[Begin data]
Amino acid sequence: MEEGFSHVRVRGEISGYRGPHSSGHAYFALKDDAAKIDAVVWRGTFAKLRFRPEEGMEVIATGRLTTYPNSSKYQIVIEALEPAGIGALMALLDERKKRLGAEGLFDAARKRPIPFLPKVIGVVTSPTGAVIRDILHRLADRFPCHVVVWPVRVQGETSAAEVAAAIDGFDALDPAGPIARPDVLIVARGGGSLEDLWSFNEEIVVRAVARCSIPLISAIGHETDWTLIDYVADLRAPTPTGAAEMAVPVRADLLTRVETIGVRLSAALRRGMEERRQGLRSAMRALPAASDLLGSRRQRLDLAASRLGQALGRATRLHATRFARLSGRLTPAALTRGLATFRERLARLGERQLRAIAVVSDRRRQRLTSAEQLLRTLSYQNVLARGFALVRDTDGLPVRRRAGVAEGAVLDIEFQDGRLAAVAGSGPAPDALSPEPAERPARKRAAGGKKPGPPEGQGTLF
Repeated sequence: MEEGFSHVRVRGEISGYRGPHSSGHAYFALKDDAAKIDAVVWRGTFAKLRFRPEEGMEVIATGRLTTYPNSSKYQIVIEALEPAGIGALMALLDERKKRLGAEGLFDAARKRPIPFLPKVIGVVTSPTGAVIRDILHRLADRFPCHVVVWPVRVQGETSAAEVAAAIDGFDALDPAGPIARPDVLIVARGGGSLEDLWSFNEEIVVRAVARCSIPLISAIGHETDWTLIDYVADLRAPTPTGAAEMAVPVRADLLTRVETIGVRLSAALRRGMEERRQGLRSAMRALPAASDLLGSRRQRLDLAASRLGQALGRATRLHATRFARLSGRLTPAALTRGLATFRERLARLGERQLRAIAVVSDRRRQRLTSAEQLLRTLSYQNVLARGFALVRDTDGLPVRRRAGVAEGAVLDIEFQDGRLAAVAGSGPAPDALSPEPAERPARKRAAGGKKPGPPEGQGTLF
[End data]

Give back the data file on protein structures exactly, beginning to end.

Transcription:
Amino acid sequence: MEEGFSHVRVRGEISGYRGPHSSGHAYFALKDDAAKIDAVVWRGTFAKLRFRPEEGMEVIATGRLTTYPNSSKYQIVIEALEPAGIGALMALLDERKKRLGAEGLFDAARKRPIPFLPKVIGVVTSPTGAVIRDILHRLADRFPCHVVVWPVRVQGETSAAEVAAAIDGFDALDPAGPIARPDVLIVARGGGSLEDLWSFNEEIVVRAVARCSIPLISAIGHETDWTLIDYVADLRAPTPTGAAEMAVPVRADLLTRVETIGVRLSAALRRGMEERRQGLRSAMRALPAASDLLGSRRQRLDLAASRLGQALGRATRLHATRFARLSGRLTPAALTRGLATFRERLARLGERQLRAIAVVSDRRRQRLTSAEQLLRTLSYQNVLARGFALVRDTDGLPVRRRAGVAEGAVLDIEFQDGRLAAVAGSGPAPDALSPEPAERPARKRAAGGKKPGPPEGQGTLF
Repeated sequence: MEEGFSHVRVRGEISGYRGPHSSGHAYFALKDDAAKIDAVVWRGTFAKLRFRPEEGMEVIATGRLTTYPNSSKYQIVIEALEPAGIGALMALLDERKKRLGAEGLFDAARKRPIPFLPKVIGVVTSPTGAVIRDILHRLADRFPCHVVVWPVRVQGETSAAEVAAAIDGFDALDPAGPIARPDVLIVARGGGSLEDLWSFNEEIVVRAVARCSIPLISAIGHETDWTLIDYVADLRAPTPTGAAEMAVPVRADLLTRVETIGVRLSAALRRGMEERRQGLRSAMRALPAASDLLGSRRQRLDLAASRLGQALGRATRLHATRFARLSGRLTPAALTRGLATFRERLARLGERQLRAIAVVSDRRRQRLTSAEQLLRTLSYQNVLARGFALVRDTDGLPVRRRAGVAEGAVLDIEFQDGRLAAVAGSGPAPDALSPEPAERPARKRAAGGKKPGPPEGQGTLF